LITTLE ROCK — Democratic Gov. Mike Beebe remains highly popular, but Arkansans are more inclined to vote for Republicans in legislative races, a new Talk Business-Hendrix College poll shows.
The poll conducted Sept. 17 via automated phone calls found that of 2,228 likely voters surveyed, 64 percent said they had a favorable opinion of the governor, who is not on this year’s ballot and will be prevented by term limits from seeking a third term in 2014. The poll found that 19 percent had an unfavorable opinion of Beebe and 17 percent had no opinion.
The poll has a margin of error of plus or minus 2 percent.
The poll also found that Beebe’s popularity does not extend to Democrats in general. When asked if they would vote for a Republican candidate or a Democratic candidate if a legislative election were held today — no actual candidates were named — 49 percent said they would vote for a Republican, 36 percent said they would vote for a Democrat and 15 percent said they did not know.
Control of the Legislature is at stake in the Nov. 6 election. Democrats now hold 20 of the 35 Senate seats and 53 of the 100 House seats, but Republicans are hoping to win majorities in both chambers for the first time since Reconstruction.
Broken down by congressional districts, Beebe’s favorability/unfavorability percentages were 60/20 in the 1st District, 68/20 in the 2nd District, 65-16 in the 3rd District and 62/22 in the 4th District.
Voters were more inclined to vote for Republicans than Democrats in three of the four congressional districts. The Republican/Democratic percentages were 47.5/38 in the 1st District, 42/44 in the 2nd District, 53/31 in the 3rd District and 50/33 in the 4th District.
“Both parties are holding those voters who identify with them fairly well; 82 percent of Democrats and 89 percent of Republicans are committed to voting for state legislative candidates of their party,” said Jay Barth, a political science professor at Hendrix College and a delegate to the recent Democratic National Convention.
“The huge problem for Democrats is that they were losing Independents statewide by nearly two to one — 51 percent to 26 percent — on the generic legislative question,” Barth said. “This raises the question whether Arkansas’ ‘independents’ remain real independents or are, in their hearts, Republican partisans.”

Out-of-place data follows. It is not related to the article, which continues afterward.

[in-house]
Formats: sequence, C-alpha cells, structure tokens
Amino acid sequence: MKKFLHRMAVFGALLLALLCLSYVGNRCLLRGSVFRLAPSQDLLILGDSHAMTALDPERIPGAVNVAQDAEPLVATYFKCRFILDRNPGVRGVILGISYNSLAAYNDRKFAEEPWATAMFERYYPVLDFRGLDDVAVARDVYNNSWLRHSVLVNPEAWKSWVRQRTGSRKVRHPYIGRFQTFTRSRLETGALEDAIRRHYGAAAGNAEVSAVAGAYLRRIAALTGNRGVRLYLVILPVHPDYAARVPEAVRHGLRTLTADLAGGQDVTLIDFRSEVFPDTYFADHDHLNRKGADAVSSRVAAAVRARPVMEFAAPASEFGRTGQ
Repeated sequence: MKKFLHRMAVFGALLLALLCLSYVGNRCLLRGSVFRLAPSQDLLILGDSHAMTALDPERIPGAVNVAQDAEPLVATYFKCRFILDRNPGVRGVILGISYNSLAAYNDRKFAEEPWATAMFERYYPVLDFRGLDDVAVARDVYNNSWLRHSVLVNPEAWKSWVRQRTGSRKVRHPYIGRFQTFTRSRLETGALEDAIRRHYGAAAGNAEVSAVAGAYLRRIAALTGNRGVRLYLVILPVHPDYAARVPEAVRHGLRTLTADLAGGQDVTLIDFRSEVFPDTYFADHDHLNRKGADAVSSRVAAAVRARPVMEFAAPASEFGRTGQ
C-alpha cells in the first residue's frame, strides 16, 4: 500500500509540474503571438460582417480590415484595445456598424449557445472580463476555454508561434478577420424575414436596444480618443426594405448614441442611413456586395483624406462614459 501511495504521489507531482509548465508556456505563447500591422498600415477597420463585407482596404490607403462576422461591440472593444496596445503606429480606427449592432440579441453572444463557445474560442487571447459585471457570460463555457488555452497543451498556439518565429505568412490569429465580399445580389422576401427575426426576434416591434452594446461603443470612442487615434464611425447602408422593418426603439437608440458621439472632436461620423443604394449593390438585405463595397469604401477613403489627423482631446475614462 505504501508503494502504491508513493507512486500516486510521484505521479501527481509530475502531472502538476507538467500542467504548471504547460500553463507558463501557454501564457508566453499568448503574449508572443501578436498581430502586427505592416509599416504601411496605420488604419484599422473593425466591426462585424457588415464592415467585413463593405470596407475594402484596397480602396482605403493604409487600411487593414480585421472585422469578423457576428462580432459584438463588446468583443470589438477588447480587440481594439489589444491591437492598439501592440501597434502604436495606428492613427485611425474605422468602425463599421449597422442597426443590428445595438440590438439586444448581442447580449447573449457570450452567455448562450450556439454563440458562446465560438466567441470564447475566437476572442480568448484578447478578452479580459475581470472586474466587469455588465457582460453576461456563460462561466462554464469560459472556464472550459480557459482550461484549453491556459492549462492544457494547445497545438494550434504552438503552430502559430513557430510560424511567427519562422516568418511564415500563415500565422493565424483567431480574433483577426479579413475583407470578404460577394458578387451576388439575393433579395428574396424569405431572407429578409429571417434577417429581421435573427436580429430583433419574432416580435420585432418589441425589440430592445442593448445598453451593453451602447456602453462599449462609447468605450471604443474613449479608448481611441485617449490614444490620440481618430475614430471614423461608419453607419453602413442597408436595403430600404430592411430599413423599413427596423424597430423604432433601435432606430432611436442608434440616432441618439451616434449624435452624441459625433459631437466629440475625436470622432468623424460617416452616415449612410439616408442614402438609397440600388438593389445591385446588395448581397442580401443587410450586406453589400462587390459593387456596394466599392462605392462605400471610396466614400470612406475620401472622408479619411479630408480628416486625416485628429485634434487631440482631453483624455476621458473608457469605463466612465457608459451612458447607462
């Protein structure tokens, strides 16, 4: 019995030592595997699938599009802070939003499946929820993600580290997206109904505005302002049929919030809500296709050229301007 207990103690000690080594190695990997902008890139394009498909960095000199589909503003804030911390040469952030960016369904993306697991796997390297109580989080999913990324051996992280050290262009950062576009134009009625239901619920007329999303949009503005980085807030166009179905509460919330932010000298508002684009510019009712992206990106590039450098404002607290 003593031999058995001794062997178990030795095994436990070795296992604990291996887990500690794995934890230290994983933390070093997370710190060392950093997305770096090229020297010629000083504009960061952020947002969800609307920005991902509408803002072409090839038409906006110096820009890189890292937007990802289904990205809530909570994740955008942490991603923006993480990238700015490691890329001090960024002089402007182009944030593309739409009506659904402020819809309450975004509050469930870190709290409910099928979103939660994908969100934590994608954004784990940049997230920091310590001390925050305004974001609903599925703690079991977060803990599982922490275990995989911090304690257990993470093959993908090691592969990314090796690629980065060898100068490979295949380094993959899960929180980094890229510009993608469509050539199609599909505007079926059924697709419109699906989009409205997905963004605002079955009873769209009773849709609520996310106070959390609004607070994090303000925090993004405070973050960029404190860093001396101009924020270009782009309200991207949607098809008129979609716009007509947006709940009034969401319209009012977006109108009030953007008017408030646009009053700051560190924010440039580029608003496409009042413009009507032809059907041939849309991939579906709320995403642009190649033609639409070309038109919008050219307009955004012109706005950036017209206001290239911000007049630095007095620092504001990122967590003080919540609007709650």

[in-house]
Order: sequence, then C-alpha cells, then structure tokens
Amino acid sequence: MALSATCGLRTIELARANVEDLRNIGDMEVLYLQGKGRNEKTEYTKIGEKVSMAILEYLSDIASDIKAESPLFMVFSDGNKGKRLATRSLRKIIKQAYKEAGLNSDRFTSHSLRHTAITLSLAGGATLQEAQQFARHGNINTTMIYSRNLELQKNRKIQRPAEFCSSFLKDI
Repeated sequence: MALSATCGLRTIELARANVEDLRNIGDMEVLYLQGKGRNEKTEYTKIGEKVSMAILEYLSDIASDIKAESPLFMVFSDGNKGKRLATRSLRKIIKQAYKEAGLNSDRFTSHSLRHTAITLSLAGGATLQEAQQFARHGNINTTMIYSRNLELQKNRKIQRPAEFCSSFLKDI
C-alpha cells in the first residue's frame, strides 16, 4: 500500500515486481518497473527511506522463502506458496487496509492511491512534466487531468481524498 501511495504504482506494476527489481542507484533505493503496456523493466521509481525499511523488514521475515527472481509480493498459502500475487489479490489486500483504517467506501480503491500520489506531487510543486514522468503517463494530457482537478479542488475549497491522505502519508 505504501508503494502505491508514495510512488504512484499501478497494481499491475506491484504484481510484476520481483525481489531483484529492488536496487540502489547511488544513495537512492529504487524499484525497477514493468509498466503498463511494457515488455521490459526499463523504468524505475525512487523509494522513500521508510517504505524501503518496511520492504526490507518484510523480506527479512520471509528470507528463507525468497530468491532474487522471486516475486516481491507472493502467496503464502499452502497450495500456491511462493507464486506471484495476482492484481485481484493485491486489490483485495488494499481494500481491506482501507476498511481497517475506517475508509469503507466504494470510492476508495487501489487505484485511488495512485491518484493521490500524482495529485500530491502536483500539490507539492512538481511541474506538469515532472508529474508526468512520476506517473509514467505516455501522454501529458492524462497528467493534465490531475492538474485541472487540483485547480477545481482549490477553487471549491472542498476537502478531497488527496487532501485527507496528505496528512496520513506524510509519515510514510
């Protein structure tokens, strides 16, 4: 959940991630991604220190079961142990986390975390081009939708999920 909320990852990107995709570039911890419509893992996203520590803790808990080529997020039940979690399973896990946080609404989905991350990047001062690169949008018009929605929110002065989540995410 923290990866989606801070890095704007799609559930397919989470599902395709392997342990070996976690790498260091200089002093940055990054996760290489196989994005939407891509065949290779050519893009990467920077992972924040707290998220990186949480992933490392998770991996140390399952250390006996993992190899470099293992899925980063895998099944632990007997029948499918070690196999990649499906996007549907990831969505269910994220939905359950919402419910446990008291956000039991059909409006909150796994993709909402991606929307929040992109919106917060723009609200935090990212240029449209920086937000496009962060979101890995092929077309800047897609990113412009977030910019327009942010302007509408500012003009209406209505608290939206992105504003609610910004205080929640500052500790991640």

Beebe told the Arkansas News Bureau the poll supports his theory of politics.
“If they … like you or feel comfortable with you, then they’ll vote for you or support you regardless of whether the current mood is R or the current mood is D,” he said. “If they don’t know you, then you’re subject to whatever the current mood happens to be.”
The governor said he has campaigned for a number of Democratic candidates this year and will continue to do so, but he said his ability to help them is limited.
“As I’ve said all along, I never thought coattails by themselves were a big deal,” Beebe said. “People have got to run their own race. You can help a little, and you can certainly point out issues and people’s records, but by and large folks have to convince voters who they are and make voters feel comfortable with them to win a race.”
State Republican Party Chairman Doyle Webb said the poll reflects what his party’s polling for individual races across the state has shown — and in some cases the Republican candidates’ leads exceed the leads in the generic poll.
“It’s apparent from these numbers that our conservative message is resonating with people in Arkansas about job growth and making government more efficient and effective, and reducing taxes,” he said. “People are moving to voting (for) a Republican Legislature that will have bold new ideas for Arkansas.”
Webb also said it was “interesting that for the first time the governor’s (favorability rate) has dropped below 70 percent down into the low 60s.”
State Democratic Party Chairman Will Bond said Beebe is still polling “incredibly well.” He downplayed the significance of the generic matchups.
“You can’t poll generics and think that it applies to the individual races. Generics don’t run for office,” he said.
Bond said Democrats come out ahead “when you look at the candidates individually, who’s the most qualified, the most responsible, who’s going to continue to move the state forward and work with Gov. Beebe on his agenda that has proven that we’re progressing, or who’s going to fight against Gov. Beebe and who wants to take the state backwards from where we’ve come.”
Under Beebe, the Democratic-controlled Legislature has cut taxes on groceries and manufacturers, and has raised tobacco taxes to fund health programs. Last year, the Legislature passed Republican-sponsored measures for a back-to-school sales tax holiday and an increase in the used car sales tax exemption.
Beebe has said he supports expanding Medicaid under the federal health care reform law. Republicans have expressed opposition.